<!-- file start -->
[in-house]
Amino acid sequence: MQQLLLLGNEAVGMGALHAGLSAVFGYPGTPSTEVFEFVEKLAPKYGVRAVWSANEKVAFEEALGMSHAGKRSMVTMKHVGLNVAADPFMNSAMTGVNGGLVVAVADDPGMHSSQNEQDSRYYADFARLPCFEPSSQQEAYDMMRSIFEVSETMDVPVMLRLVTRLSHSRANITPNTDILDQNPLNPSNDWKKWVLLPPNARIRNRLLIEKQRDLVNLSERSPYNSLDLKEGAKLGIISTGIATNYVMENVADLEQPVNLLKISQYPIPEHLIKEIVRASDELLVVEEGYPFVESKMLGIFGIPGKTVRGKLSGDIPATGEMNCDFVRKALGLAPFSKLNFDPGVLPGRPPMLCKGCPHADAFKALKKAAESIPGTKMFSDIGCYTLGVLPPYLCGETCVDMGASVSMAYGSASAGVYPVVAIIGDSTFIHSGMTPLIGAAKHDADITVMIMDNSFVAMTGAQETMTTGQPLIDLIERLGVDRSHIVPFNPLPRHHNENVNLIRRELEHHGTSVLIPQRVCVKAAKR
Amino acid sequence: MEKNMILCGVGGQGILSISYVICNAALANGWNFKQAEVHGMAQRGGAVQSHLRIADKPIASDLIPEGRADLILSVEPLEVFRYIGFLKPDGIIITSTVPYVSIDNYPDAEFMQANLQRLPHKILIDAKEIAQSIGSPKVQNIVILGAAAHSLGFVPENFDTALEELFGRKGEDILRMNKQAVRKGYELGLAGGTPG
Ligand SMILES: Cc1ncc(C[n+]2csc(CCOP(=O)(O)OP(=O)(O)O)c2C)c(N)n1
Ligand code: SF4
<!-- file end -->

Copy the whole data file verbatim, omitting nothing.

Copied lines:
[in-house]
Amino acid sequence: MQQLLLLGNEAVGMGALHAGLSAVFGYPGTPSTEVFEFVEKLAPKYGVRAVWSANEKVAFEEALGMSHAGKRSMVTMKHVGLNVAADPFMNSAMTGVNGGLVVAVADDPGMHSSQNEQDSRYYADFARLPCFEPSSQQEAYDMMRSIFEVSETMDVPVMLRLVTRLSHSRANITPNTDILDQNPLNPSNDWKKWVLLPPNARIRNRLLIEKQRDLVNLSERSPYNSLDLKEGAKLGIISTGIATNYVMENVADLEQPVNLLKISQYPIPEHLIKEIVRASDELLVVEEGYPFVESKMLGIFGIPGKTVRGKLSGDIPATGEMNCDFVRKALGLAPFSKLNFDPGVLPGRPPMLCKGCPHADAFKALKKAAESIPGTKMFSDIGCYTLGVLPPYLCGETCVDMGASVSMAYGSASAGVYPVVAIIGDSTFIHSGMTPLIGAAKHDADITVMIMDNSFVAMTGAQETMTTGQPLIDLIERLGVDRSHIVPFNPLPRHHNENVNLIRRELEHHGTSVLIPQRVCVKAAKR
Amino acid sequence: MEKNMILCGVGGQGILSISYVICNAALANGWNFKQAEVHGMAQRGGAVQSHLRIADKPIASDLIPEGRADLILSVEPLEVFRYIGFLKPDGIIITSTVPYVSIDNYPDAEFMQANLQRLPHKILIDAKEIAQSIGSPKVQNIVILGAAAHSLGFVPENFDTALEELFGRKGEDILRMNKQAVRKGYELGLAGGTPG
Ligand SMILES: Cc1ncc(C[n+]2csc(CCOP(=O)(O)OP(=O)(O)O)c2C)c(N)n1
Ligand code: SF4